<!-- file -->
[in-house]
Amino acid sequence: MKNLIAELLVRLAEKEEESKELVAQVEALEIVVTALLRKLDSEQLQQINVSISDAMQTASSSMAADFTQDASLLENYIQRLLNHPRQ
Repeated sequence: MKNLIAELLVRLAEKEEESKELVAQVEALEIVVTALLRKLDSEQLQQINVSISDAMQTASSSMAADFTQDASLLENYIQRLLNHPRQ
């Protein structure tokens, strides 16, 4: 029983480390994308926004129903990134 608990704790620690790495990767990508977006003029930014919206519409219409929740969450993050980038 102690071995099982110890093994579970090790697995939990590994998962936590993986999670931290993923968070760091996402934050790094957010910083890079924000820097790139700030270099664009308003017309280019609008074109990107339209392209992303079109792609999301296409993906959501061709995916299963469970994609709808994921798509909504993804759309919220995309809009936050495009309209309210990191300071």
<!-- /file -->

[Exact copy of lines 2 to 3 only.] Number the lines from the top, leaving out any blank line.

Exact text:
Amino acid sequence: MKNLIAELLVRLAEKEEESKELVAQVEALEIVVTALLRKLDSEQLQQINVSISDAMQTASSSMAADFTQDASLLENYIQRLLNHPRQ
Repeated sequence: MKNLIAELLVRLAEKEEESKELVAQVEALEIVVTALLRKLDSEQLQQINVSISDAMQTASSSMAADFTQDASLLENYIQRLLNHPRQ